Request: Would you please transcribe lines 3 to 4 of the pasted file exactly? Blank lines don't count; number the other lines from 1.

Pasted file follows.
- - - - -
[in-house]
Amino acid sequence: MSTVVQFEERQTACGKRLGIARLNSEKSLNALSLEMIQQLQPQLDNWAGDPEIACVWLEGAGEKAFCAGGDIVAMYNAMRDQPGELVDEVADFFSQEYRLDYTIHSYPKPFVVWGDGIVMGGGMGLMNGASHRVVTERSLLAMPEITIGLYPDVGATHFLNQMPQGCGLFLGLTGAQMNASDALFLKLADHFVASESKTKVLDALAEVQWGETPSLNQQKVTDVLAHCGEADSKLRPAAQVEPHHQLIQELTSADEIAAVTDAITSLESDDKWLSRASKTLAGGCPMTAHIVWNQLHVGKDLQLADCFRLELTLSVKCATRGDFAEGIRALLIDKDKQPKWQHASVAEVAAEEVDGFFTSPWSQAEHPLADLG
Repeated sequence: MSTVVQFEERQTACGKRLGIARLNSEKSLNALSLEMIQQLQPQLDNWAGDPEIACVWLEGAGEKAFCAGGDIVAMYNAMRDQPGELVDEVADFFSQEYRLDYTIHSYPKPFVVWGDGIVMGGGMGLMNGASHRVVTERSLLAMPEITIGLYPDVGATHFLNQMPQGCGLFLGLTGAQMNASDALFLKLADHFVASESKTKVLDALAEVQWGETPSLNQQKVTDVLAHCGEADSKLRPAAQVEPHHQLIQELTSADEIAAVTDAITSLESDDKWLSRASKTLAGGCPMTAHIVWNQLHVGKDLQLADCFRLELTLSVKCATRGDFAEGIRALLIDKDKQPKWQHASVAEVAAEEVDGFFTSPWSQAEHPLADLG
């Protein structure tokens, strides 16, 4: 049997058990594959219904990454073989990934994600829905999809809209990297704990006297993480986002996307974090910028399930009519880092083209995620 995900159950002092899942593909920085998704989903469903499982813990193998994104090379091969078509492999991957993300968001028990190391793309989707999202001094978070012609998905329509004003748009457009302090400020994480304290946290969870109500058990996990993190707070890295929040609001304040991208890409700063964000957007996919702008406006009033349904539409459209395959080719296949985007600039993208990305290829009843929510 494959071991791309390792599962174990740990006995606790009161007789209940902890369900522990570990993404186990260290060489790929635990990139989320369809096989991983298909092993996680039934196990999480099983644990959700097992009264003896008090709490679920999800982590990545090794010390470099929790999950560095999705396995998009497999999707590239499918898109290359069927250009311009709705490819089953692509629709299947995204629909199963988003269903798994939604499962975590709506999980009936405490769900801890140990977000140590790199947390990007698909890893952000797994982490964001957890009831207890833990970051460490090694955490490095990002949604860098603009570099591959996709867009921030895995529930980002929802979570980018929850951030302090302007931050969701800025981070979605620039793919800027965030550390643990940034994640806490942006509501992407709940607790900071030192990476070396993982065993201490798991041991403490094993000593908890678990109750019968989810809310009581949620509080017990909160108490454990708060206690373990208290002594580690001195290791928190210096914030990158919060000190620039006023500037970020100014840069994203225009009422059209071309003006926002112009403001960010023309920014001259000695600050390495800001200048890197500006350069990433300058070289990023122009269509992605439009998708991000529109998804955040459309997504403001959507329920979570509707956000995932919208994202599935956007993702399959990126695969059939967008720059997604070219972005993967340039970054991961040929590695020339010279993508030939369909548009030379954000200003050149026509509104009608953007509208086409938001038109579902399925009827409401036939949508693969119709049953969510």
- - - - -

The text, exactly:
Repeated sequence: MSTVVQFEERQTACGKRLGIARLNSEKSLNALSLEMIQQLQPQLDNWAGDPEIACVWLEGAGEKAFCAGGDIVAMYNAMRDQPGELVDEVADFFSQEYRLDYTIHSYPKPFVVWGDGIVMGGGMGLMNGASHRVVTERSLLAMPEITIGLYPDVGATHFLNQMPQGCGLFLGLTGAQMNASDALFLKLADHFVASESKTKVLDALAEVQWGETPSLNQQKVTDVLAHCGEADSKLRPAAQVEPHHQLIQELTSADEIAAVTDAITSLESDDKWLSRASKTLAGGCPMTAHIVWNQLHVGKDLQLADCFRLELTLSVKCATRGDFAEGIRALLIDKDKQPKWQHASVAEVAAEEVDGFFTSPWSQAEHPLADLG
């Protein structure tokens, strides 16, 4: 049997058990594959219904990454073989990934994600829905999809809209990297704990006297993480986002996307974090910028399930009519880092083209995620 995900159950002092899942593909920085998704989903469903499982813990193998994104090379091969078509492999991957993300968001028990190391793309989707999202001094978070012609998905329509004003748009457009302090400020994480304290946290969870109500058990996990993190707070890295929040609001304040991208890409700063964000957007996919702008406006009033349904539409459209395959080719296949985007600039993208990305290829009843929510 494959071991791309390792599962174990740990006995606790009161007789209940902890369900522990570990993404186990260290060489790929635990990139989320369809096989991983298909092993996680039934196990999480099983644990959700097992009264003896008090709490679920999800982590990545090794010390470099929790999950560095999705396995998009497999999707590239499918898109290359069927250009311009709705490819089953692509629709299947995204629909199963988003269903798994939604499962975590709506999980009936405490769900801890140990977000140590790199947390990007698909890893952000797994982490964001957890009831207890833990970051460490090694955490490095990002949604860098603009570099591959996709867009921030895995529930980002929802979570980018929850951030302090302007931050969701800025981070979605620039793919800027965030550390643990940034994640806490942006509501992407709940607790900071030192990476070396993982065993201490798991041991403490094993000593908890678990109750019968989810809310009581949620509080017990909160108490454990708060206690373990208290002594580690001195290791928190210096914030990158919060000190620039006023500037970020100014840069994203225009009422059209071309003006926002112009403001960010023309920014001259000695600050390495800001200048890197500006350069990433300058070289990023122009269509992605439009998708991000529109998804955040459309997504403001959507329920979570509707956000995932919208994202599935956007993702399959990126695969059939967008720059997604070219972005993967340039970054991961040929590695020339010279993508030939369909548009030379954000200003050149026509509104009608953007509208086409938001038109579902399925009827409401036939949508693969119709049953969510």